Model sailboat program created to benefit disabled students
by Jan Harley on 10 May 2012
Student sailors that have disabilities in Massachusetts and beyond will have the opportunity to race model sailboats as part of an extensive senior project take on by Tabor Academy senior Asa Smith.
Asa’s V32s on dryland Jan Harley
A resident of Wellesley and a boarding student at Tabor Academy in Marion, Mass., Smith is completing and renovating model boats left unfinished in previous semesters by students taking the Ship and Boat Design class that is part of the Tabor Nautical Science Department curriculum.
He will donate two of the boats to the 2012 Robie Pierce One-Design Regatta for sailors with disabilities in Larchmont, New York, two to Duxbury Bay Maritime School's ACCESSAIL program, two to the New Bedford Community Boating Center and one to the Schwartz Center in Dartmouth, Mass.
With the support of Robie Pierce (Newport, R.I.), a 1958 Tabor alum, and Captain David Bill, head of the Nautical Science Department at Tabor, Smith pulled the unfinished boats out of storage, obtained permission to donate them from their previous owners. He spent the semester completing them including painting them and building the remote controls that will enable children and adults with disabilities to sail them as part of model boat regattas.
'I found a biography about Robie in an old alumni magazine at Tabor that talked about how he had founded the Shake-a-Leg program in Newport, R.I., which is now called Sail to Prevail,' said Smith. 'I got in touch with him shortly after that and he’s been so supportive of my project ever since.' Pierce is himself a sailor with disabilities, while Sail To Prevail creates opportunities for children and adults to overcome adversity through therapeutic sailing.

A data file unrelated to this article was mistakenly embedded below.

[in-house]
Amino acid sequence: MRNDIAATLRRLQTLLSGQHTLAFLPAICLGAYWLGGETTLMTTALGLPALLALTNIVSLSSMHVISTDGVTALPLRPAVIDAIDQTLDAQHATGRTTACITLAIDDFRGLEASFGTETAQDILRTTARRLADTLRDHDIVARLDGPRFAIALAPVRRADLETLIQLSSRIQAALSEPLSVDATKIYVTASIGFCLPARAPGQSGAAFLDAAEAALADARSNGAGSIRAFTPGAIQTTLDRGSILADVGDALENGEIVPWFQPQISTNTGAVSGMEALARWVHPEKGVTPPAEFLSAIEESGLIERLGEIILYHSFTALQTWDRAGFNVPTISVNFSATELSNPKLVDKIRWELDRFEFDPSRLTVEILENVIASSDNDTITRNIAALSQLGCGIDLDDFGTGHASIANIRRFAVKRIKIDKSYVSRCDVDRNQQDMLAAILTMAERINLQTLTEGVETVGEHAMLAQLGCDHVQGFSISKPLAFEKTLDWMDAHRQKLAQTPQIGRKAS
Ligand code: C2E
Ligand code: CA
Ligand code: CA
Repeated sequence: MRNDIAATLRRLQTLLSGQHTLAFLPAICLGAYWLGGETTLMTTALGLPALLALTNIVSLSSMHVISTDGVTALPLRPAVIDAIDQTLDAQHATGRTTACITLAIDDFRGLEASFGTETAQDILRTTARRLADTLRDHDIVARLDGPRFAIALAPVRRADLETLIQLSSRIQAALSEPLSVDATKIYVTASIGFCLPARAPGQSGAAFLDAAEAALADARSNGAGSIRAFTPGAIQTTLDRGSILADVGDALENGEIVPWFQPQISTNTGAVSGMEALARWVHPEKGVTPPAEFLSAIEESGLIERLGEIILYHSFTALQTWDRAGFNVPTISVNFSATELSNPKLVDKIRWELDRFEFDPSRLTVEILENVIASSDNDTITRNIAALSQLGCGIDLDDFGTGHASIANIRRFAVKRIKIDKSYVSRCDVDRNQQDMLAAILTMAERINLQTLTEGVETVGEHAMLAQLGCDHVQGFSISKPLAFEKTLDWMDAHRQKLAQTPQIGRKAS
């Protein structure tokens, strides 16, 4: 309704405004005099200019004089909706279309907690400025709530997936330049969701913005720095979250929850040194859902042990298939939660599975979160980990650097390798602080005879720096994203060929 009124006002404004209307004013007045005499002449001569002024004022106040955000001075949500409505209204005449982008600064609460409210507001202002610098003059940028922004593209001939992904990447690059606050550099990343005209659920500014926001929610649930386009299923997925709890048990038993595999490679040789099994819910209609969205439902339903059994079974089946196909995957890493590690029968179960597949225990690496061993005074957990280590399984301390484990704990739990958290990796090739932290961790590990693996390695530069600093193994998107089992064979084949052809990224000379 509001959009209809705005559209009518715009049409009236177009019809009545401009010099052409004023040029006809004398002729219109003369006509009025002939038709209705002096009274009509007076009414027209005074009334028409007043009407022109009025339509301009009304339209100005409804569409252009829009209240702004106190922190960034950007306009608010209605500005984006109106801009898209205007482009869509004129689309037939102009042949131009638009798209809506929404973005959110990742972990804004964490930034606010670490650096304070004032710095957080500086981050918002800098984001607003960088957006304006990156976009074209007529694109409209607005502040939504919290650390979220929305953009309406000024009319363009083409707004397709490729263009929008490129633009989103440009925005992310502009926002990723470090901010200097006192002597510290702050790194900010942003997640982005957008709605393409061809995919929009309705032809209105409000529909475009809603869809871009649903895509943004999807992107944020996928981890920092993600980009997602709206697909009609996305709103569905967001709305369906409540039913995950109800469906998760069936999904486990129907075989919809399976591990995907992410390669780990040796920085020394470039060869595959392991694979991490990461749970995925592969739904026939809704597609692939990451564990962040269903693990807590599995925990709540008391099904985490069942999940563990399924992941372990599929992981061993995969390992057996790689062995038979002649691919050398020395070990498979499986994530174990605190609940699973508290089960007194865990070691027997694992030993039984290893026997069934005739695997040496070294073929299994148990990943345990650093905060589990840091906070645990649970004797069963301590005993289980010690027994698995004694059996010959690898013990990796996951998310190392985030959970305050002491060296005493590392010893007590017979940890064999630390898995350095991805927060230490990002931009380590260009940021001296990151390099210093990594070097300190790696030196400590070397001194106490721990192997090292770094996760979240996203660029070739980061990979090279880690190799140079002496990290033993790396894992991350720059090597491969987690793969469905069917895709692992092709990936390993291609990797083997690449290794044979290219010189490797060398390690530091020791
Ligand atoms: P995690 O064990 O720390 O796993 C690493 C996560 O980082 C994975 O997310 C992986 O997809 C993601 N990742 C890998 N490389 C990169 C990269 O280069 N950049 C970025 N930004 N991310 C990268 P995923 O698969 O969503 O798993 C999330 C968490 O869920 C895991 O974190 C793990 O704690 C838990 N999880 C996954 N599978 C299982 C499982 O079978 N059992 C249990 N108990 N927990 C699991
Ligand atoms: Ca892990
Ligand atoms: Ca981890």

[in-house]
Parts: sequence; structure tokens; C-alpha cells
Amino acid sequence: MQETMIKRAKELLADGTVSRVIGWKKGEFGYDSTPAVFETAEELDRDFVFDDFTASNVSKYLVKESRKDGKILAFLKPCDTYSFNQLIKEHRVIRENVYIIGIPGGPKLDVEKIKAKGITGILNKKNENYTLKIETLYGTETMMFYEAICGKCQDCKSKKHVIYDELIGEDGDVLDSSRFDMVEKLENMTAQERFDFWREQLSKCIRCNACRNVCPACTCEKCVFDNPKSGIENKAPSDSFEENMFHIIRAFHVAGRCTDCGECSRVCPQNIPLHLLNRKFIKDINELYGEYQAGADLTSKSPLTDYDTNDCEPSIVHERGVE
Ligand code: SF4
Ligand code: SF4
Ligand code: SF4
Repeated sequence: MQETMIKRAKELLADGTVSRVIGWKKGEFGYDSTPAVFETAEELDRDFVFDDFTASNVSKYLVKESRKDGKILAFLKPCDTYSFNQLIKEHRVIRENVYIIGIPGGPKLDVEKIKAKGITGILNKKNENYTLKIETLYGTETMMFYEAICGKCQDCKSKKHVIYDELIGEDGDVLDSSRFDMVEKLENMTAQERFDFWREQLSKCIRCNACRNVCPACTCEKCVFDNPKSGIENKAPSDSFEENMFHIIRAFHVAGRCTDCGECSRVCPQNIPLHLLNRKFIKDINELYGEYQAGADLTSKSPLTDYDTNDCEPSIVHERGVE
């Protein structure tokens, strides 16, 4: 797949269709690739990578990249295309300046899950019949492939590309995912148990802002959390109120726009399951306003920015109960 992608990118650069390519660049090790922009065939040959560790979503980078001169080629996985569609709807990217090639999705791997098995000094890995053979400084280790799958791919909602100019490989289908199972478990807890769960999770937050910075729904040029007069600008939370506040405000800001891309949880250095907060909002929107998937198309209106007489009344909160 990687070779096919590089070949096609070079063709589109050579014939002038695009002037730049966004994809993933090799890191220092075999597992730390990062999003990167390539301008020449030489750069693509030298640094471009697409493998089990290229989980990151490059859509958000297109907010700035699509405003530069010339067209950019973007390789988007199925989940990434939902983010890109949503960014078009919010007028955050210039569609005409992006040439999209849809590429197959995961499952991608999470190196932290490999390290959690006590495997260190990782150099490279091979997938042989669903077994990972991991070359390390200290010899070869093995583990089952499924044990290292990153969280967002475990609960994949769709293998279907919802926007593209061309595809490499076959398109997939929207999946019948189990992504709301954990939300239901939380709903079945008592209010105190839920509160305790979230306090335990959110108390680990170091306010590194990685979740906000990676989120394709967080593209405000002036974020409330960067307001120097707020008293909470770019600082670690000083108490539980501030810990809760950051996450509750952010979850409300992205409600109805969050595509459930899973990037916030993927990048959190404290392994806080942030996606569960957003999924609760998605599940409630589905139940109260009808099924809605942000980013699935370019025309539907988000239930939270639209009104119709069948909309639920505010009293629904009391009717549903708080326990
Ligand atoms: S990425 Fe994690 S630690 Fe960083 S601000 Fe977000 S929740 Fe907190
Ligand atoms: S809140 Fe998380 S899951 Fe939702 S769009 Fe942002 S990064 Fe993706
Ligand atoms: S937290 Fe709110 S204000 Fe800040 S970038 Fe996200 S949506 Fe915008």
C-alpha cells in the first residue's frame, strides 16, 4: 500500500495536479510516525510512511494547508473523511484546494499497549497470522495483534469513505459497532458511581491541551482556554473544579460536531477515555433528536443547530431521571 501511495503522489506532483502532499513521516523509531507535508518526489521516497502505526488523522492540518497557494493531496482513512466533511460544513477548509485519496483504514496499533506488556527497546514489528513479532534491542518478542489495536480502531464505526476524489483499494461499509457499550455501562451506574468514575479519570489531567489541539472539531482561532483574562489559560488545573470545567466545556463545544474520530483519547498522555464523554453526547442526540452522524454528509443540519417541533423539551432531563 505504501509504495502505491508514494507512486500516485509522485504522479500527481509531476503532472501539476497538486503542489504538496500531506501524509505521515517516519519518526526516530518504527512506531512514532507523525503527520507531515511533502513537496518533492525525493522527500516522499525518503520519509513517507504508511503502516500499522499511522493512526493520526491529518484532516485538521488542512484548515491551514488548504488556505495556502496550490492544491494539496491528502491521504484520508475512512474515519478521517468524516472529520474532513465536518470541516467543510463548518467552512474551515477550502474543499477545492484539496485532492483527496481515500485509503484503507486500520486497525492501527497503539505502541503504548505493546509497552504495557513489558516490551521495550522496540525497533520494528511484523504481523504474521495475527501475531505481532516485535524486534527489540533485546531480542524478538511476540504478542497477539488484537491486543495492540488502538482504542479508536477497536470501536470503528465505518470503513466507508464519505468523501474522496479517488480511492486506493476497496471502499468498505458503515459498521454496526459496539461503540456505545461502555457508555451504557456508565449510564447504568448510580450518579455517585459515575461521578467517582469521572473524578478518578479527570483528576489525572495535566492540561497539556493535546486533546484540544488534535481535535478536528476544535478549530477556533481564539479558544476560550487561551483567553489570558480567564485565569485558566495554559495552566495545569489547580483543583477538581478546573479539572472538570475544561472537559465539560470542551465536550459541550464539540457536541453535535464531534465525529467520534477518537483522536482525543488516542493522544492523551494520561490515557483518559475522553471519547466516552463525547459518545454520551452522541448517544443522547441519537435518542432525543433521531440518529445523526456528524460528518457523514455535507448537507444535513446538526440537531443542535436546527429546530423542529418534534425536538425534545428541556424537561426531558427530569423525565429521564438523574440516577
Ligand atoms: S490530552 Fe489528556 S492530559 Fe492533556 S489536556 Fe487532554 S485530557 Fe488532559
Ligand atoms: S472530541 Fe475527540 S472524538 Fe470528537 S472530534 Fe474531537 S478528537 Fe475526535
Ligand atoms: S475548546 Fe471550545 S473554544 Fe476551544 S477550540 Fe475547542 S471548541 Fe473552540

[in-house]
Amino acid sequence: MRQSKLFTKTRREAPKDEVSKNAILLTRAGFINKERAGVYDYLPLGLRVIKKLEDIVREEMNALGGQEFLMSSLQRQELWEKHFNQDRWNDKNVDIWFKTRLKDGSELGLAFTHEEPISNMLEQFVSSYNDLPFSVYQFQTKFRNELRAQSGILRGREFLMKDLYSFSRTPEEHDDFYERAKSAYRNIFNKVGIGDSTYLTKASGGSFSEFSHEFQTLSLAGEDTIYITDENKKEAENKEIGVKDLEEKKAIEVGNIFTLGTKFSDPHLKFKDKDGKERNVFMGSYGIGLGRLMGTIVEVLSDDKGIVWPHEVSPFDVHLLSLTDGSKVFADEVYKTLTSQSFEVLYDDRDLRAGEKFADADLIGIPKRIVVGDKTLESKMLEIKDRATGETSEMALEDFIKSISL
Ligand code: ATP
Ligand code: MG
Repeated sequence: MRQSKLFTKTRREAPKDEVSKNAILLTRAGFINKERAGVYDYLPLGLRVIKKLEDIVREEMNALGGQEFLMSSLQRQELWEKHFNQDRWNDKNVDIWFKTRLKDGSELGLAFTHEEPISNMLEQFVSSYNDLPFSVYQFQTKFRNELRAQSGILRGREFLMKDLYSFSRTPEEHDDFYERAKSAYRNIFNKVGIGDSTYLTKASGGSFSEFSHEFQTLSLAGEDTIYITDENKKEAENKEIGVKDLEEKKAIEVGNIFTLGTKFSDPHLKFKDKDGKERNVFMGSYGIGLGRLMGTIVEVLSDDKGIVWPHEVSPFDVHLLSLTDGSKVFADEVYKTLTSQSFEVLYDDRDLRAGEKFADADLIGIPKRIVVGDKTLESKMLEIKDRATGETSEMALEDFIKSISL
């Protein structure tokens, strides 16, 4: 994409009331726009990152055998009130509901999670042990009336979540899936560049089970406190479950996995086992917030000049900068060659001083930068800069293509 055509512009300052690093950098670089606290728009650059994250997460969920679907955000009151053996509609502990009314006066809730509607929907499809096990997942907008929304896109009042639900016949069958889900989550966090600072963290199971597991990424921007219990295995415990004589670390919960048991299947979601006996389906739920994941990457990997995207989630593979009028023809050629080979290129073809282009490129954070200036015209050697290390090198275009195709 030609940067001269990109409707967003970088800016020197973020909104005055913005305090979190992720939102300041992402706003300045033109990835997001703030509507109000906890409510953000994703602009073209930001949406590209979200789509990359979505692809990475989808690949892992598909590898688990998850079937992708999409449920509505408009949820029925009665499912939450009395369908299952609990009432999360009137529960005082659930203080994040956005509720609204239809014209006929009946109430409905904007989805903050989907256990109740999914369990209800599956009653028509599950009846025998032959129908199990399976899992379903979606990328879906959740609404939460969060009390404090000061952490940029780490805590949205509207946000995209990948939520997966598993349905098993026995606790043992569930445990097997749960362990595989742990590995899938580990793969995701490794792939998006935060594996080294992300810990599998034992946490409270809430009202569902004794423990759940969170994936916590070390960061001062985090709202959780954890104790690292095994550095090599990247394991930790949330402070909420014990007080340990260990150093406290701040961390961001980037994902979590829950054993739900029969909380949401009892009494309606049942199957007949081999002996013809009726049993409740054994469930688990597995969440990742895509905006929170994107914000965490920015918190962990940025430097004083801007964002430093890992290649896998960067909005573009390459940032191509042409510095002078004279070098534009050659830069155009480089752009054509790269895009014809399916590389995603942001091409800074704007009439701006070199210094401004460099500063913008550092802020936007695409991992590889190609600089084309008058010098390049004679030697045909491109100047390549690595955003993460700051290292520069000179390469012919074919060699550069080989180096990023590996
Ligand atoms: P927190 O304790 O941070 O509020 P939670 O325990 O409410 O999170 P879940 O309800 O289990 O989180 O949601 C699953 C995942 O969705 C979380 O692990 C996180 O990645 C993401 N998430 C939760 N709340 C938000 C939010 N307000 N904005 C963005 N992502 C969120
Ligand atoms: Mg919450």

The American Model Yacht Racing Association V32s that Smith worked on are 32-inches long and sloop rigged. The radio controller operates a rudder servo and a sail servo, which enable the sailor to steer and sail the boat.
'Asa is a super guy, a tremendous sailor, and a great student,' said Captain Bill of the lifelong sailor and member of the National Champion Tabor Varsity Sailing Team. The son of Beth and David Smith of Wellesley, Massachusetts, Smith learned to sail at the Hyannis Yacht Club in Hyannis, Mass. 'This project is exceptional because of its benefits to the sailing community in addition to the learning experience for the student.'
Each year, approximately 30-40 seniors are approved to work on an individually-designed senior project, with each participant forgoing 'traditional' class time so that he or she can devote energy to initiating, developing and completing a project of personal interest. Projects vary in scope and design, but each entails a great deal of preparation and research. All projects must be approved by the academic department and each project has a student supervisor.
Founded in 1876, Tabor Academy is known as The School by the Sea. Located in Marion, Massachusetts, Tabor is one of only two Naval Honor Schools in the United States. In addition to traditional college preparatory coursework, the Tabor curriculum features extensive nautical science and marine science curriculum including seamanship, coastal and celestial navigation, naval architecture, sea survival training, and sail training in both small boats and cruising vessels.
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